All organisms must...... exchange nutrients, wastes and gases to carry on metabolism
Multicellular organisms require .... organ systems to perform multiple activities
In humans, there are ____ number or organ systems 11
Anatomic position Body is 1) upright 2) feet parallel and flat to floor 3) upper limbs at the sides 4) palms face anteriorly 5) head is level 6) eyes look forward
Anterior Front
Posterior Back
Superior Top, above
Inferior Bottom, below
Medial Middle
Lateral Away from middle, towards side of body
Proximal Closest to point of origin
Distal Furthest of point of origin
Dorsal Same as posterior, back side
Ventral Same as anterior, belly side
Cranial At the head end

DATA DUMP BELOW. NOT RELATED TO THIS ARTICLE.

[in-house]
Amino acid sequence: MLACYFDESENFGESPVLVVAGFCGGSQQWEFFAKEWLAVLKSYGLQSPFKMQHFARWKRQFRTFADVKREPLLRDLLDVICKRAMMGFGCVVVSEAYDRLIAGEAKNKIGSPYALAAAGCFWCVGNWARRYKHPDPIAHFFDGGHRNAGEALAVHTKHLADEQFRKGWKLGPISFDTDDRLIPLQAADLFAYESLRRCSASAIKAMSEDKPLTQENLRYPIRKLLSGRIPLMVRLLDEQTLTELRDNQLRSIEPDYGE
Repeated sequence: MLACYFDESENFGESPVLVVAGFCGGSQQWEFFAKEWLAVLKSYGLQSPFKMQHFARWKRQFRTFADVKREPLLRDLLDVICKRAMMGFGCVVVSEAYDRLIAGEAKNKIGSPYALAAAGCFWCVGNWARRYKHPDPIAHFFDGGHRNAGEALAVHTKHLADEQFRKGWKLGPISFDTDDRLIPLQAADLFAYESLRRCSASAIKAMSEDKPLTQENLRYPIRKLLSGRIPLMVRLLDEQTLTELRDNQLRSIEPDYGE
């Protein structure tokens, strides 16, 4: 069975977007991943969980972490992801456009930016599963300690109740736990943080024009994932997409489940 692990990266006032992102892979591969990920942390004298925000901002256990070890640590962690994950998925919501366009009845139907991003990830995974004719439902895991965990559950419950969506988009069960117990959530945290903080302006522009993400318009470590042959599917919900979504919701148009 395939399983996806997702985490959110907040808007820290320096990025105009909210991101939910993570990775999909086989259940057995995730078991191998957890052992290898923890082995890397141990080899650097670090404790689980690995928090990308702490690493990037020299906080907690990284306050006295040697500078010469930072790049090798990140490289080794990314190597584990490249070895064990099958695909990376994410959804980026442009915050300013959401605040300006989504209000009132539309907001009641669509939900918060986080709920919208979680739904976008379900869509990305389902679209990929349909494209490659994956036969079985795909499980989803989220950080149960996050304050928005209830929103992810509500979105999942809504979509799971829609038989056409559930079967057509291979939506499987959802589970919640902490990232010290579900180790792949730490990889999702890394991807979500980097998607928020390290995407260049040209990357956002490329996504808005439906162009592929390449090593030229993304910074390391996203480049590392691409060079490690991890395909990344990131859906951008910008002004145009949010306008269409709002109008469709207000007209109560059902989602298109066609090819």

Caudal At the rear or tail end
Rostral Toward the nose or mouth
Deep Internal to another structure
Superficial On the outside
Cephalic Head
Frontal Forehead
Orbital Eye
Nasal Nose
Oral Mouth
Buccal Cheek
Cervical Neck
Mental Chin
Deltoid Shoulder
Axillary Armpit
Brachial Bicep area
Antecubital Inner elbow
Coxal Hip
Carpal Wrist
Palmar Palm
Digital Finger, toe
Femoral Thigh
Patellar Kneecap
Crural Leg
Tarsal Ankle
Pubic Genital area
Inguinal Groin
Pelvic Just above pubic area
Abdominal Abdomen (Below diaphragm to above hip line)
Thoracic Clavicle to just above diaphragm area
Auricular Ear
Occipital Back of head
Vertebral Spinal column
Olecranal Elbow
Sacral Just below lumbar region
Gluteal Buttocks
Dorsum of hand Top of hand
Sural Calf
Calcaneal Heel
Plantar surface Sole of foot
Popliteal Back of knee
Perineal Close to genital/anal area
Manus Hand
Antebrachial Forearm
Lumbar Lower back
Parietal membrane Outer layer of the membrane that lines an organ.